AlphaBay Fentanyl Analog Vendor EtiKing Found Guilty


  9 Feb 2018   1

Jeremy P. Achey, a 43 year old man from Bethlehem, Pennsylvania, was convicted in the United States District Court for the Middle District of Florida of conspiracy to distribute and distribution of controlled substance analogues. Achey was the last person to run the AlphaBay vendor account known as EtiKing. The AlphaBay vendor account EtiKing, along with a large amount of furanyl fentanyl, was sold to Achey for $400 by a man who would go on to become an informant for the Drug Enforcement Agency (DEA). This informant helped law enforcement agents find and arrest Achey. Law enforcement agents arrested Achey in June of last year and a federal grand jury indicted Achey back in July of last year. Achey was arrested after law enforcement agents surveilled him and his wife ship packages. Achey’s wife was never charged for shipping drugs through the mail. Last year a federal judge in Allentown, Pennsylvania ordered Achey be sent to Florida to stand trial.

Achey faces a mandatory minimum sentence of 20 years up to life in federal prison. He will soon face a sentencing hearing, which is currently scheduled to be held on April 13th. Law enforcement became aware of EtiKing after a 24 year old woman from Orange County, Florida fatally overdosed in February of last year on a combination of drugs, tetrahydrofuran fentanyl and etizolam, purchased from EtiKing through AlphaBay. The woman’s fiancé had also overdosed on the same combination of drugs, but not fatally. The fiancé worked with law enforcement to help prosecute EtiKing. Prosecutors claim 20 overdose deaths occurred from people who ingested drugs sold by EtiKing. The law enforcement agencies which helped investigate and prosecute Achey include the Pennsylvania State Police, the Orange County, Florida Sheriff’s Office, the DEA, the US Postal Inspection Service, and Immigration and Customs Enforcement’s (ICE) Homeland Security Investigations.

EtiKing had sold many research chemicals such as etizolam, furanyl fentanyl, tetrahydrofuran fentanyl, 4-ACO-DMT, 6-APB, among other drugs. “Tetrahydrofuranfentanyl is a synthetic opiate. It is not currently a scheduled substance. No determination has yet been made as to whether tetrahydrofuranfentanyl is a controlled substance analogue,” the criminal complaint which was filed in July of last year stated. When the criminal complaint was originally filed against Achey, it was noted that tetrahydrofuran fentanyl was not determined to be considered an analog of a Schedule I or Schedule II drug. However, the prosecution successfully argued that the drug was an analog of the Schedule II drug fentanyl, which may be the first time this particular fentanyl analog was ruled to fall under the 1986 Federal Analogue Act.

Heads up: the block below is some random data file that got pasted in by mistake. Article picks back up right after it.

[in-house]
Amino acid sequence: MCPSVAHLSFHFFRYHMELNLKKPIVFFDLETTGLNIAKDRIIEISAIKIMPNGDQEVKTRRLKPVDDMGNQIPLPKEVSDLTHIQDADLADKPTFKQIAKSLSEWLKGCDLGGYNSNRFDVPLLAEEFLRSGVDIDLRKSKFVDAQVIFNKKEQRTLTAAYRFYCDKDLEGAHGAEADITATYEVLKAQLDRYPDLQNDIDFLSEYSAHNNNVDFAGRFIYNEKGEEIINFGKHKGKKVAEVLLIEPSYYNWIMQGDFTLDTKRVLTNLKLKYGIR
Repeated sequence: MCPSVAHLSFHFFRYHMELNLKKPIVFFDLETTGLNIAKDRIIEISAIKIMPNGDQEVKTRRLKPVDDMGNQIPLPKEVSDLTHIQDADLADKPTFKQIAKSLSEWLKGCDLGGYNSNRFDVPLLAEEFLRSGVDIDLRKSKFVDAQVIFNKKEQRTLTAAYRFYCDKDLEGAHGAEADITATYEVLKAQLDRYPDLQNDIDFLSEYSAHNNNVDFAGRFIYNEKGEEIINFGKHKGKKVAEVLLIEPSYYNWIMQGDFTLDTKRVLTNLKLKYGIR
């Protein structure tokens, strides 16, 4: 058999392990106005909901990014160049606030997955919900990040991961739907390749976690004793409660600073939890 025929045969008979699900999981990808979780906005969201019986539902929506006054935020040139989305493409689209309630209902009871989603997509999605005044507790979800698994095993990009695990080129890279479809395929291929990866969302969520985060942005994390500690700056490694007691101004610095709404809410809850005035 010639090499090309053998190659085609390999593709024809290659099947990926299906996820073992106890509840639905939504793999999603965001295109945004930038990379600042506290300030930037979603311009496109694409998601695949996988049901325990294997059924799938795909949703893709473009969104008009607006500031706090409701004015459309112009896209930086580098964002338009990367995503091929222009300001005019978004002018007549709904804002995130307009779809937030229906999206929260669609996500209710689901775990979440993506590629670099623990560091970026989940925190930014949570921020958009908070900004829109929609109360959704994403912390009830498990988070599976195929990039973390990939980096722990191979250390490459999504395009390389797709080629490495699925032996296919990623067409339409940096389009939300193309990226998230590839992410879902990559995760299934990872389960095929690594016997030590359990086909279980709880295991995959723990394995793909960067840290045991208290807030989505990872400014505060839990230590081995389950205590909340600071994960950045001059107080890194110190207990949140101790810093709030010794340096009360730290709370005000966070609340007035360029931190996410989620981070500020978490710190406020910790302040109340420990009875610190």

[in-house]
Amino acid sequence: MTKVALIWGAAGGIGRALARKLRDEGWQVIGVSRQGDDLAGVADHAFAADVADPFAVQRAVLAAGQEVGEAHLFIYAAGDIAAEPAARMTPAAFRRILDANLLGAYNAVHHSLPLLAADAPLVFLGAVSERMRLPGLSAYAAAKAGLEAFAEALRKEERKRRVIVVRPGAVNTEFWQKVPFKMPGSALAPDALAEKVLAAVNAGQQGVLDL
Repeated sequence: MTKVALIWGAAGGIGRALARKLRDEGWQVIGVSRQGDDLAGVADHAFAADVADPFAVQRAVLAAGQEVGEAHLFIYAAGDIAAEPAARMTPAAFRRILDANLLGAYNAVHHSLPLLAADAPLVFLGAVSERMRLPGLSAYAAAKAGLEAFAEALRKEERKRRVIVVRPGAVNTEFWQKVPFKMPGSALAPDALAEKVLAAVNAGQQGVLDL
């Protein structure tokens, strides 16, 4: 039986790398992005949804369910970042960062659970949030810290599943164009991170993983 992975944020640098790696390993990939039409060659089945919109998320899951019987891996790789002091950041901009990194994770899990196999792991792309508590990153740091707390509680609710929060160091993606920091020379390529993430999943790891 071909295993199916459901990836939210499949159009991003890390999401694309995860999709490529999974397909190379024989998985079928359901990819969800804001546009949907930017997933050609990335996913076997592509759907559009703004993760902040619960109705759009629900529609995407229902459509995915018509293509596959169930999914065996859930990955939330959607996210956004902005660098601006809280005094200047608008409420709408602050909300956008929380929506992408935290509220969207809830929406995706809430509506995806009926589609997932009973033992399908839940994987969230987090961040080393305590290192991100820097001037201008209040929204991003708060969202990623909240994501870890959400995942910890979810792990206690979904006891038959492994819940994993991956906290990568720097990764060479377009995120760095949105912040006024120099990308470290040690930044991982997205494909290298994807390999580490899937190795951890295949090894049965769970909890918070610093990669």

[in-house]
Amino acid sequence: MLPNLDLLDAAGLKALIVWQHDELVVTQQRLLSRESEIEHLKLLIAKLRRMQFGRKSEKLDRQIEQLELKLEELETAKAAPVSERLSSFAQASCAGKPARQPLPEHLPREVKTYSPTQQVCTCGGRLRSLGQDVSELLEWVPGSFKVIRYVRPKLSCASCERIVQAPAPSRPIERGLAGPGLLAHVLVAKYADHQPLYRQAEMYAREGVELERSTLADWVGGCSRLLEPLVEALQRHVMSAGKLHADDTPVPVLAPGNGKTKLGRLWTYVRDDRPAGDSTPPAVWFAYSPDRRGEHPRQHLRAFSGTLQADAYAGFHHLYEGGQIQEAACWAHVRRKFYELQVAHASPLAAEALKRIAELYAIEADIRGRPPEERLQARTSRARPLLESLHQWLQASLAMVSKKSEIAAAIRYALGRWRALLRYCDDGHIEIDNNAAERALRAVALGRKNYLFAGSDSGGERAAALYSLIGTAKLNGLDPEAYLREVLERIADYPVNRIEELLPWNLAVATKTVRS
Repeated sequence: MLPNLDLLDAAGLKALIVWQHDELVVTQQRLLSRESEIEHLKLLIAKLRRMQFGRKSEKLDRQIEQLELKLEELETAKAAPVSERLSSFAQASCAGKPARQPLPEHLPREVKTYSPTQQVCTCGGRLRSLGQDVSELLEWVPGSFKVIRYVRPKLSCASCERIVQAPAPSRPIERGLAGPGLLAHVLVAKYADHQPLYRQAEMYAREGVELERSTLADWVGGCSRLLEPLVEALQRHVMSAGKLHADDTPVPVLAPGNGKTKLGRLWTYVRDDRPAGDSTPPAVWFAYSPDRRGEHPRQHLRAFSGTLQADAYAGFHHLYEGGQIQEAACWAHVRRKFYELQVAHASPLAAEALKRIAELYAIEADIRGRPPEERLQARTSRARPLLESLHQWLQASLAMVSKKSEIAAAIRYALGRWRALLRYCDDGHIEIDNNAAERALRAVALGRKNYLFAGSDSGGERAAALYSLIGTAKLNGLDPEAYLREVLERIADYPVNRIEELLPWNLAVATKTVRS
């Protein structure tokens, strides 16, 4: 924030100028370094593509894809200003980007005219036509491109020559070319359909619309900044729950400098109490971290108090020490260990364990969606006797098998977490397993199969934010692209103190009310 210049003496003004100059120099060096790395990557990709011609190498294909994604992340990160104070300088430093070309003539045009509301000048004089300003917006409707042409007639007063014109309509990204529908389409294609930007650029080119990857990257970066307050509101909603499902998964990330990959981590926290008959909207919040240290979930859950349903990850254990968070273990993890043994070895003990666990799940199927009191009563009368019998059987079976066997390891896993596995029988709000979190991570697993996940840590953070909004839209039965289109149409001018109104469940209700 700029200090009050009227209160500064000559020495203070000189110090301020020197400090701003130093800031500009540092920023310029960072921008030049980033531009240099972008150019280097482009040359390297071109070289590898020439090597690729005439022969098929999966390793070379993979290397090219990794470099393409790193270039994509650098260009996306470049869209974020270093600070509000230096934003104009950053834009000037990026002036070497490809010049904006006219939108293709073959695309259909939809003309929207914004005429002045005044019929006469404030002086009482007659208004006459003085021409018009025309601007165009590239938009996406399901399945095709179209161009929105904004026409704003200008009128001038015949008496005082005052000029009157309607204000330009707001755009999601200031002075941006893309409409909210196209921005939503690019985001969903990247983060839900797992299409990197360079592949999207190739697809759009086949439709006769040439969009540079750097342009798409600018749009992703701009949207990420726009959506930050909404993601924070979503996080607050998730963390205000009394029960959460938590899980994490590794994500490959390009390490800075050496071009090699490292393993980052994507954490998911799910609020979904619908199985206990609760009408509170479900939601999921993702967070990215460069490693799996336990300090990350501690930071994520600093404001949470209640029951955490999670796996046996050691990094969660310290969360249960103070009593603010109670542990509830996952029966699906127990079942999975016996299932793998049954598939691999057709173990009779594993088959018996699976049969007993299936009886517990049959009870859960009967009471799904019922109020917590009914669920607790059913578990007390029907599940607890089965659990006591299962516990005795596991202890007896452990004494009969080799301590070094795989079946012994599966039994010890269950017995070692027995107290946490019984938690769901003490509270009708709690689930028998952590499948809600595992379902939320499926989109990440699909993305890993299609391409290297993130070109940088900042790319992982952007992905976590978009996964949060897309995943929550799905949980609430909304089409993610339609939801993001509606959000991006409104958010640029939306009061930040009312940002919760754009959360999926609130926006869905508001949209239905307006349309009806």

Under the Federal Analogue Act of 1986 any drug which is not scheduled under the Controlled Substances Act is considered to be scheduled if it is sold for human or animal consumption and is substantially structurally and pharmacologically similar to a drug that is listed in Schedule I or Schedule II of the Controlled Substances Act. Law enforcement agents were able to use the fiancé of the dead 24 year old Florida woman to send messages to EtiKing in which they were able to prove the vendor knew his customers were buying his drugs for the purpose of human consumption. EtiKing even advised his customers that they could use his fentanyl analogs by snorting, smoking, and injecting them.

Prosecutors declined to charge Achey for selling the etizolam which contributed to the death of the 24 year old Florida woman, or for the ALD-52 and 6-APB he had sent to government agents who did controlled buys over AlphaBay and through the mail. Achey was prosecuted for the 4-ACO-DMT that he mailed to government agents who did a controlled buy over AlphaBay. 4-ACO-DMT is considered to be an analog of the Schedule I drugs DMT and psilocin. Interestingly, law enforcement agents did not attempt to make a controlled purchase of any opioids from EtiKing, despite the fact that he continued to sell them even after he was made aware of the fact that at least one customer fatally overdosed. Instead law enforcement agents attempted to purchase psychedelic drugs like LSD and MDMA/MDA, but instead received similar drugs ALD-52 and 6-APB.

1 Comment

Write a comment

  1. February 13, 2018 at 9:53 am ssxx

    The fiance worked with LE to take down the dealer that he ordered drugs from, and stupidly took the dangerous combination. Not the dealers fault that he didn’t do his homework and didnt know the common knowledge of not to mix opiates and benzos. Then again, maybe the vendor shudnt be selling benzos and opiates together..

    0 0
    Reply this comment

    Before reply this comment! read the guidelines   X

Write a Comment

view all comments
Read before write a comment! Read the guidelines